SelfInformed

September 2015


DOL New Overtime Rule Impacts Small Business

Wednesday, September 23, 2015
Under a proposed rule issued by the Department of Labor, millions of exempted employees would become eligible for overtime and would raise workers’ wages by $1.2 billion in a plan outlined by Secretary Perez. The salary threshold for an employee to be eligible for overtime would be raised to about $970 week/$50,440 annually and the threshold for highly compensated employees would move from $100,000 to $122,148.

In an analysis provide by H.R.BLR.com, “In the first year, the DOL estimates that 4.6 million workers exempt under the current regulations who earn at least the current weekly salary level of $455 but less than the proposed salary level of $921 would, without some intervening action by their employers, become newly entitled to overtime protection under the FLSA. Similarly, an estimated 36,000 currently exempt workers who earn at least $100,000, but less than $122,148, and who meet the minimal HCE’s duties test but not the standard duties test may also become eligible for minimum wage and overtime.”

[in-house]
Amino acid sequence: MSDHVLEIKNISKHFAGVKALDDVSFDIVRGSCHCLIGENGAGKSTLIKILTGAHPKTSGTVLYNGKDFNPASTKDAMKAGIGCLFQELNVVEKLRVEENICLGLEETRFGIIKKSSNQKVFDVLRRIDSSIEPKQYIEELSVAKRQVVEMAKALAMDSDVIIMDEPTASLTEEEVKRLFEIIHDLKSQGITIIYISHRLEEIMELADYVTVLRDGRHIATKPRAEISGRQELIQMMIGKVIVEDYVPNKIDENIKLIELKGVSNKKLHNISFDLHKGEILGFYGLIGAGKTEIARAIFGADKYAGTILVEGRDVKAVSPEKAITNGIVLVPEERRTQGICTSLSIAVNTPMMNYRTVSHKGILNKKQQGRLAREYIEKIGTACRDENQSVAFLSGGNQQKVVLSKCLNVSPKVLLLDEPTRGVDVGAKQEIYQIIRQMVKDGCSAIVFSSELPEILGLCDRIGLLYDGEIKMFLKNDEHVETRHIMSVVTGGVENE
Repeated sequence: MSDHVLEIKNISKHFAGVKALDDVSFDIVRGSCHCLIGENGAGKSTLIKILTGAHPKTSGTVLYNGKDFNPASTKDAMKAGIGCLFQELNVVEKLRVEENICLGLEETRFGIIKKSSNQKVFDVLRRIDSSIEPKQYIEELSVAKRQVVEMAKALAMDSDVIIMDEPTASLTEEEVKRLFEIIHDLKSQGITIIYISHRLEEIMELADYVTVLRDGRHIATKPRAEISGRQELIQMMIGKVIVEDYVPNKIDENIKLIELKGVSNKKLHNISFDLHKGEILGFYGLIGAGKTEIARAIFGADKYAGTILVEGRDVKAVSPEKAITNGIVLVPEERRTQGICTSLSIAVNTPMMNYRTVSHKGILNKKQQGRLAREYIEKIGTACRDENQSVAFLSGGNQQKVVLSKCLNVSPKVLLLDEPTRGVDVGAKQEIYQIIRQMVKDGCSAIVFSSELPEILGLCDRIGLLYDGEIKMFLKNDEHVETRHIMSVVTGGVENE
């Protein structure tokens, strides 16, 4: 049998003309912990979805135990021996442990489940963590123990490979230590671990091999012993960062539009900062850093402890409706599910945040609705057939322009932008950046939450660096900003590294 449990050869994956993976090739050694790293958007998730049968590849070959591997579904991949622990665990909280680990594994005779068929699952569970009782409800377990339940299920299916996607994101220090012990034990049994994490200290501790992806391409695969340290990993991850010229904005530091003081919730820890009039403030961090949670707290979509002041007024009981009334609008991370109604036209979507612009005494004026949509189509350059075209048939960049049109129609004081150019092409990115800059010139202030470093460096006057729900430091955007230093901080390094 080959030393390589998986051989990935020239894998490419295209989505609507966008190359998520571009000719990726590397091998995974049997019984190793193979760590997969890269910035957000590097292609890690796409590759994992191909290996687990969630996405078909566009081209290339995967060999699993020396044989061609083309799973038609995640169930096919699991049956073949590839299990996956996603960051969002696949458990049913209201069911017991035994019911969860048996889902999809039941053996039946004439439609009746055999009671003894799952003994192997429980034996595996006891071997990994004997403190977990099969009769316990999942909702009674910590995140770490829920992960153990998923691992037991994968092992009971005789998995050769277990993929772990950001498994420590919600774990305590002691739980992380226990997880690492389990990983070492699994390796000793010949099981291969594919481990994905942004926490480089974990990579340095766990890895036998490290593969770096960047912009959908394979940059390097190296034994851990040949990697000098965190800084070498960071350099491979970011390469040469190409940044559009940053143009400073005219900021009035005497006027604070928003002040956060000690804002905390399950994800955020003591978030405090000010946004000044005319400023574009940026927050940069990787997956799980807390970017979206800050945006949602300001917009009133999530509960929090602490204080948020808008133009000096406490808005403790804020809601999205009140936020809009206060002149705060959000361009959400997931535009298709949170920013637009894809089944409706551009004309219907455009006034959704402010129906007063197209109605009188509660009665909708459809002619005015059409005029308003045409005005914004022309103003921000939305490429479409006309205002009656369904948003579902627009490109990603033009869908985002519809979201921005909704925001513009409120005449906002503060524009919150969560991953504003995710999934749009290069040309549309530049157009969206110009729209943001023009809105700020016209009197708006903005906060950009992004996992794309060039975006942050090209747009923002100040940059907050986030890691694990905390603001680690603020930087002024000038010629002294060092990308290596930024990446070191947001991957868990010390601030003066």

In information provided by the Department they estimate that the “cost to each small business, on average depending on the number of workers covered by the regulation, $100 to $600 in direct costs and $320 to $2,700 in additional payroll costs to employees in the first year after the promulgation of the proposed rule.”

Nearly 250,000 businesses and organizations submitted comments to the Department of Labor, the NASE joined several organizations in voicing their concern on the impact the new threshold would have on America’s smallest businesses, including the micro-businesses we represent. Additionally, we do not believe that using the 40th percentile of weekly earnings is an accurate tool to use, given that wages fluctuate significantly given geographic location. We hope that the Department of Labor will reconsider its proposed changes and understand the significant financial impact this will have on micro-businesses and smaller employers.

Katie Vlietstra is NASE’s Vice President for Government Relations and Public Affairs.

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